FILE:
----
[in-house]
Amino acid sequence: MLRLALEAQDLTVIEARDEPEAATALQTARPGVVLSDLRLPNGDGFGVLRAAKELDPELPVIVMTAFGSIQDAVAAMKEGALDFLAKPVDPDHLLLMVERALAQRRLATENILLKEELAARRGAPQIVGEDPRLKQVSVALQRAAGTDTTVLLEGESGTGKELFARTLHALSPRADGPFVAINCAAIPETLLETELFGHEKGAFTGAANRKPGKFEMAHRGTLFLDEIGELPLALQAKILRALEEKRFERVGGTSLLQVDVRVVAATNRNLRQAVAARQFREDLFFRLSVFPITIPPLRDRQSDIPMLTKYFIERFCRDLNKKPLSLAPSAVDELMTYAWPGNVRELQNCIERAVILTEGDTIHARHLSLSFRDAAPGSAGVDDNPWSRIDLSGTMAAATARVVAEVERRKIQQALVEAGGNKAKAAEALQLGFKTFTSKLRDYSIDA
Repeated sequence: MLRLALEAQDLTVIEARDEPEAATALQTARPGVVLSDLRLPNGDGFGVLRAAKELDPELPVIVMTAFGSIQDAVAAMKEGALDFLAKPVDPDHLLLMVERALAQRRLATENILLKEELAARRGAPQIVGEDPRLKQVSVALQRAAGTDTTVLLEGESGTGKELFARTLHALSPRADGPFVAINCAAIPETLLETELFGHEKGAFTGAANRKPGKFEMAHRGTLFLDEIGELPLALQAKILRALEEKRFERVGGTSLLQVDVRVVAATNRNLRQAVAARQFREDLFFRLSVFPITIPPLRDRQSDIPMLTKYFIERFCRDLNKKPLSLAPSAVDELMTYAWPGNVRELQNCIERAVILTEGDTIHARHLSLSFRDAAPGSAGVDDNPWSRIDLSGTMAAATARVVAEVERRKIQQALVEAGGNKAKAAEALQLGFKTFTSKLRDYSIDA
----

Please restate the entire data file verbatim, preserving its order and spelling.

[in-house]
Amino acid sequence: MLRLALEAQDLTVIEARDEPEAATALQTARPGVVLSDLRLPNGDGFGVLRAAKELDPELPVIVMTAFGSIQDAVAAMKEGALDFLAKPVDPDHLLLMVERALAQRRLATENILLKEELAARRGAPQIVGEDPRLKQVSVALQRAAGTDTTVLLEGESGTGKELFARTLHALSPRADGPFVAINCAAIPETLLETELFGHEKGAFTGAANRKPGKFEMAHRGTLFLDEIGELPLALQAKILRALEEKRFERVGGTSLLQVDVRVVAATNRNLRQAVAARQFREDLFFRLSVFPITIPPLRDRQSDIPMLTKYFIERFCRDLNKKPLSLAPSAVDELMTYAWPGNVRELQNCIERAVILTEGDTIHARHLSLSFRDAAPGSAGVDDNPWSRIDLSGTMAAATARVVAEVERRKIQQALVEAGGNKAKAAEALQLGFKTFTSKLRDYSIDA
Repeated sequence: MLRLALEAQDLTVIEARDEPEAATALQTARPGVVLSDLRLPNGDGFGVLRAAKELDPELPVIVMTAFGSIQDAVAAMKEGALDFLAKPVDPDHLLLMVERALAQRRLATENILLKEELAARRGAPQIVGEDPRLKQVSVALQRAAGTDTTVLLEGESGTGKELFARTLHALSPRADGPFVAINCAAIPETLLETELFGHEKGAFTGAANRKPGKFEMAHRGTLFLDEIGELPLALQAKILRALEEKRFERVGGTSLLQVDVRVVAATNRNLRQAVAARQFREDLFFRLSVFPITIPPLRDRQSDIPMLTKYFIERFCRDLNKKPLSLAPSAVDELMTYAWPGNVRELQNCIERAVILTEGDTIHARHLSLSFRDAAPGSAGVDDNPWSRIDLSGTMAAATARVVAEVERRKIQQALVEAGGNKAKAAEALQLGFKTFTSKLRDYSIDA